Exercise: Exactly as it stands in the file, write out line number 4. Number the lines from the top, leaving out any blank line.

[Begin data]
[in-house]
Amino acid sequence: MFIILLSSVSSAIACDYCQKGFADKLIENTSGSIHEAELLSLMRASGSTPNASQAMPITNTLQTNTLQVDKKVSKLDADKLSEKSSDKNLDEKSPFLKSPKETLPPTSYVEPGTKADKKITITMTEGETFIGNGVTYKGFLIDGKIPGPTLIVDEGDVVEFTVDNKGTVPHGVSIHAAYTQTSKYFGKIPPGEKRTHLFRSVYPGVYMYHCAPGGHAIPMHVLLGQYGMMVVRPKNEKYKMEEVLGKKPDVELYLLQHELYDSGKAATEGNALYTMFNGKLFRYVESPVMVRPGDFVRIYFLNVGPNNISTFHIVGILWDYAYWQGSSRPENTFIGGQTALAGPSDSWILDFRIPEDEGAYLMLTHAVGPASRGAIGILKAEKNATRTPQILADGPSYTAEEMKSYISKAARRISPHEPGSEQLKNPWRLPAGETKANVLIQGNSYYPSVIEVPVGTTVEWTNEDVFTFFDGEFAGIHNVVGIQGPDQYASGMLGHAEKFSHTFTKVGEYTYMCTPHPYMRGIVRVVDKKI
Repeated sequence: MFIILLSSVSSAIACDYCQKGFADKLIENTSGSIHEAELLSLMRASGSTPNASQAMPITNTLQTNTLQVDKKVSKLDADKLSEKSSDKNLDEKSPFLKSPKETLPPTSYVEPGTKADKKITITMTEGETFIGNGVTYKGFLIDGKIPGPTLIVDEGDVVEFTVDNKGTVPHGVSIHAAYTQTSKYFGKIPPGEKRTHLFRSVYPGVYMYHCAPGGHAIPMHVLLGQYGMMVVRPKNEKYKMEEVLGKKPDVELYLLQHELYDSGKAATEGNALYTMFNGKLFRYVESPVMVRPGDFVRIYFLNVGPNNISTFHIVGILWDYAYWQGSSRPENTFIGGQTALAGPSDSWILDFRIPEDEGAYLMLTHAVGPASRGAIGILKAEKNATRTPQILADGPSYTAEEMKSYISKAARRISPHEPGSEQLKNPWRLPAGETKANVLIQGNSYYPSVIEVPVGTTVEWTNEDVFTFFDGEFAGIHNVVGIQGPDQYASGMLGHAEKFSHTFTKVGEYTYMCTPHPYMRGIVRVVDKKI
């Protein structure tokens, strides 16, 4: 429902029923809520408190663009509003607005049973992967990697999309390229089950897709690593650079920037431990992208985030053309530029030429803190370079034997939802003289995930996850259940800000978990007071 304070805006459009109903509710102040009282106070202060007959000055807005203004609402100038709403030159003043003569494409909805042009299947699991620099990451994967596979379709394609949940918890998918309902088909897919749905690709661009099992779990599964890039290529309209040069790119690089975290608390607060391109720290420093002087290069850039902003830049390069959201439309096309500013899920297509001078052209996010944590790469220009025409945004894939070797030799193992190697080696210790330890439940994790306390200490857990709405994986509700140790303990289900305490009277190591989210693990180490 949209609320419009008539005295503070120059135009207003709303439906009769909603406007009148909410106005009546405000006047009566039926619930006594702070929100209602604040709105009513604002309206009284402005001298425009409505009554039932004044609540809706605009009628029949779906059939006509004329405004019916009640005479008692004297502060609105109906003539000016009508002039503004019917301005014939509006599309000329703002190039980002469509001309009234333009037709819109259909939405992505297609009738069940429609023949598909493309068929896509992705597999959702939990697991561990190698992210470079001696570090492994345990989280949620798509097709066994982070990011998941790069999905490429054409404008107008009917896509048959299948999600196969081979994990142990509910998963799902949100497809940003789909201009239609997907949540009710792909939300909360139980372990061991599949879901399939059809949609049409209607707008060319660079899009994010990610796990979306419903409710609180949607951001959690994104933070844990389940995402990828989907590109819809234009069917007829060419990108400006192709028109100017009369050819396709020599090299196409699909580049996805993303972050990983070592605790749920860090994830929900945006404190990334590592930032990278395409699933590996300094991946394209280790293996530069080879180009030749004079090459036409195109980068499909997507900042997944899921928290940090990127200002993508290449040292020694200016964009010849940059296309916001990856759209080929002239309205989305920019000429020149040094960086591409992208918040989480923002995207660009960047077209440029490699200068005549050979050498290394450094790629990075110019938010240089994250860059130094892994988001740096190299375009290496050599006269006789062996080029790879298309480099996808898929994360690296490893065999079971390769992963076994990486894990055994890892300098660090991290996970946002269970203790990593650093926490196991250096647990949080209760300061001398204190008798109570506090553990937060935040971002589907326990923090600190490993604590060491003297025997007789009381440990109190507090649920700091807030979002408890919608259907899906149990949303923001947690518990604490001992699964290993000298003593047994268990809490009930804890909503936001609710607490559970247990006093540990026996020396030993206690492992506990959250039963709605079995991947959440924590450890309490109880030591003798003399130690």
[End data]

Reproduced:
């Protein structure tokens, strides 16, 4: 429902029923809520408190663009509003607005049973992967990697999309390229089950897709690593650079920037431990992208985030053309530029030429803190370079034997939802003289995930996850259940800000978990007071 304070805006459009109903509710102040009282106070202060007959000055807005203004609402100038709403030159003043003569494409909805042009299947699991620099990451994967596979379709394609949940918890998918309902088909897919749905690709661009099992779990599964890039290529309209040069790119690089975290608390607060391109720290420093002087290069850039902003830049390069959201439309096309500013899920297509001078052209996010944590790469220009025409945004894939070797030799193992190697080696210790330890439940994790306390200490857990709405994986509700140790303990289900305490009277190591989210693990180490 949209609320419009008539005295503070120059135009207003709303439906009769909603406007009148909410106005009546405000006047009566039926619930006594702070929100209602604040709105009513604002309206009284402005001298425009409505009554039932004044609540809706605009009628029949779906059939006509004329405004019916009640005479008692004297502060609105109906003539000016009508002039503004019917301005014939509006599309000329703002190039980002469509001309009234333009037709819109259909939405992505297609009738069940429609023949598909493309068929896509992705597999959702939990697991561990190698992210470079001696570090492994345990989280949620798509097709066994982070990011998941790069999905490429054409404008107008009917896509048959299948999600196969081979994990142990509910998963799902949100497809940003789909201009239609997907949540009710792909939300909360139980372990061991599949879901399939059809949609049409209607707008060319660079899009994010990610796990979306419903409710609180949607951001959690994104933070844990389940995402990828989907590109819809234009069917007829060419990108400006192709028109100017009369050819396709020599090299196409699909580049996805993303972050990983070592605790749920860090994830929900945006404190990334590592930032990278395409699933590996300094991946394209280790293996530069080879180009030749004079090459036409195109980068499909997507900042997944899921928290940090990127200002993508290449040292020694200016964009010849940059296309916001990856759209080929002239309205989305920019000429020149040094960086591409992208918040989480923002995207660009960047077209440029490699200068005549050979050498290394450094790629990075110019938010240089994250860059130094892994988001740096190299375009290496050599006269006789062996080029790879298309480099996808898929994360690296490893065999079971390769992963076994990486894990055994890892300098660090991290996970946002269970203790990593650093926490196991250096647990949080209760300061001398204190008798109570506090553990937060935040971002589907326990923090600190490993604590060491003297025997007789009381440990109190507090649920700091807030979002408890919608259907899906149990949303923001947690518990604490001992699964290993000298003593047994268990809490009930804890909503936001609710607490559970247990006093540990026996020396030993206690492992506990959250039963709605079995991947959440924590450890309490109880030591003798003399130690």